When I worked in New York I thought things would be similar to London. Not so, things were the same but also quite different.
I read an excellent article by Alinea and Dharam Consulting in the July 15, 2016 edition of “Building Magazine” ( www.building.co.uk ) on the differences between office development in London and New York City.
It would have been useful for me to have read and understood this before I went to New York. There are property professionals today considering or actually moving between London and New York. Understanding the differences between the two property markets would enable them to avoid mistakes and stand out within their organizations.
I have tried to summarize the differences between the two property markets from the article in the table below.
- Regulations, local AHJ, politics and culture impact property development and the city skyline as much as the design team. Local market signals I guess.
- Most people think developers are megalomaniacs who always get their way. Not so, they are risk takers navigating a minefield of rules and regulations that can be obscure, particularly in London, and involve “negotiated local community betterment contributions” or development “ransom and tax” by another name.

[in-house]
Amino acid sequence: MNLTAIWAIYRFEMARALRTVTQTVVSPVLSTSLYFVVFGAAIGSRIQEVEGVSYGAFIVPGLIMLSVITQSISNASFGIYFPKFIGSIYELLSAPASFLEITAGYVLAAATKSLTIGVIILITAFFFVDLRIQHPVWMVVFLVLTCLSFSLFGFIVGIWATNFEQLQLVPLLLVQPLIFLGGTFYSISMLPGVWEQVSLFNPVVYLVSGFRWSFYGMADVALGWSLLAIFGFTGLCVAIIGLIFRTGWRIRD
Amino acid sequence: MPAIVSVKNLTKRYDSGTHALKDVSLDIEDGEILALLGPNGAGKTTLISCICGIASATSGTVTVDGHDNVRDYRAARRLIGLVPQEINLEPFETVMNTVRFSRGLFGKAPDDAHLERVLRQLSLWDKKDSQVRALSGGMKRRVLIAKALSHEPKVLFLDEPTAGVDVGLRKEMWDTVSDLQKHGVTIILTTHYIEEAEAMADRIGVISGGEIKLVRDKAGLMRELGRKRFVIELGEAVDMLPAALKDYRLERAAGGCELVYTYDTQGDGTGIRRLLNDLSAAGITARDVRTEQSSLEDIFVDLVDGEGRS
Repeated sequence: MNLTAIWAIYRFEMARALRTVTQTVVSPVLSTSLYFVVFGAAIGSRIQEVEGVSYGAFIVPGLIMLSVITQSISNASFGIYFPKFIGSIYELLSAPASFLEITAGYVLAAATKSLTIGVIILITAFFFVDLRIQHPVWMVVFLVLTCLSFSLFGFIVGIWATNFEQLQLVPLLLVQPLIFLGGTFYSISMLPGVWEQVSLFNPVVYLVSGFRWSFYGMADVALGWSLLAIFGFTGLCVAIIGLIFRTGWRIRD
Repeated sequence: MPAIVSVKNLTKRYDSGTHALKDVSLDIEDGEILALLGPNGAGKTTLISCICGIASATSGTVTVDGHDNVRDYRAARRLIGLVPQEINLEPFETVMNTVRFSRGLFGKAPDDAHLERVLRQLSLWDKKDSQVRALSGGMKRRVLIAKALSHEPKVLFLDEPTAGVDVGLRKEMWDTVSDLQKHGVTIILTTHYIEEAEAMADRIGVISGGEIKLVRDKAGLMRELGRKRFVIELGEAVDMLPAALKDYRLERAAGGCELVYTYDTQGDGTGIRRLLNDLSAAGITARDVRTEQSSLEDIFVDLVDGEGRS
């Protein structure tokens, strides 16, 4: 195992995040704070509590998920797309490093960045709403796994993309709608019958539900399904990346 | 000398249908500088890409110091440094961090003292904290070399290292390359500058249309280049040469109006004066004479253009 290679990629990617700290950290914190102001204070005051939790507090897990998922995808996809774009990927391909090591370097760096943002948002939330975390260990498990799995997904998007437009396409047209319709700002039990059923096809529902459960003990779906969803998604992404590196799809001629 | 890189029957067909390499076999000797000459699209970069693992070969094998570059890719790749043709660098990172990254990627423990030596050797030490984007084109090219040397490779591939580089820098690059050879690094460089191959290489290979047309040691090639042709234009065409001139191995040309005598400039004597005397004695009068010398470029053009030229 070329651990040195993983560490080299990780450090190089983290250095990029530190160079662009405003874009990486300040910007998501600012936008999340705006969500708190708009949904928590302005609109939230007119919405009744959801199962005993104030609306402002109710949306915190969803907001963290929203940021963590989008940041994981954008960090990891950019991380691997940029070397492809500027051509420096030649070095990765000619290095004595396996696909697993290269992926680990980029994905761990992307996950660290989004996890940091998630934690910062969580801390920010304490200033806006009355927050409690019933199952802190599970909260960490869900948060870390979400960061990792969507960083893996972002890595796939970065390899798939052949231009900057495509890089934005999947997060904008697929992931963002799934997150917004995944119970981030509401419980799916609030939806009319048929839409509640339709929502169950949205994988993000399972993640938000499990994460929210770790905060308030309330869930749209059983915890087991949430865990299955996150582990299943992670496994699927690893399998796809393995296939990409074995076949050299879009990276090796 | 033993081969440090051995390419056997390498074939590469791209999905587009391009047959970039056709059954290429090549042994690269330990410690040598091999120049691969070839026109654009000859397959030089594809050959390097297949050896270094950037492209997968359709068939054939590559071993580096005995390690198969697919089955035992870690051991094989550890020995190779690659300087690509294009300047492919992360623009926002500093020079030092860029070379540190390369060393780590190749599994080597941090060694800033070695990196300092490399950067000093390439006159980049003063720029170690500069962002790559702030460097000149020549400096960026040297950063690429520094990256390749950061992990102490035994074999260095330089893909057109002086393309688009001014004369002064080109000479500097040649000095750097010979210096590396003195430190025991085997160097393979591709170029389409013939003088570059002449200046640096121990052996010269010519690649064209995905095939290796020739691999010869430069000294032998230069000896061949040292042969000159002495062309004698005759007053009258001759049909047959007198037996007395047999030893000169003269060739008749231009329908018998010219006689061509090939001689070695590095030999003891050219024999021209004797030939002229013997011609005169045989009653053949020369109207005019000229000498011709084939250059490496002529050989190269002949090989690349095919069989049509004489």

- The skyline reflects the “hand of regulation”. Take the image I used for this post. The London skyline has high rise buildings in clusters as required by the various “protected view corridors” to St Pauls Cathedral. The “Cheese Greater or Leadenhall Building” in the image is shaped specifically to meet the view corridor requirements from Parliament Hill. Whereas the New York skyline is a more uniform mass of rectangular buildings.
- The harsher calculations for NIA and therefore ROI (via rental yield) in London have the consequence of favouring hydronic based heating and cooling solutions and therefore, IMHO, more energy efficient and “greener” buildings result.
Bottom line, If you are an architect, engineer or development manager you must know your market. This applies particularly to building services engineers who want to be “green”. It is economics that drive property development i.e. ROI in the form of rent. Any “green” building strategies must fit within economic constraints.
I think this is the argument for legislation on building sustainability and energy efficiency as the property development market will only react to two things:
- Local regulations i.e. legislation
I have not yet met a tenant who will pay a premium for a low energy sustainable building, therefore legislating for sustainability and energy efficiency seems to be the only way to make high performance buildings the new normal?
Related posts & links:
# Building Magazine: www.building.co.uk
#59 – Building Design Principals Hierarchy ( https://www.linkedin.com/pulse/building-design-principals-hierarchy-adam-muggleton?trk=mp-author-card )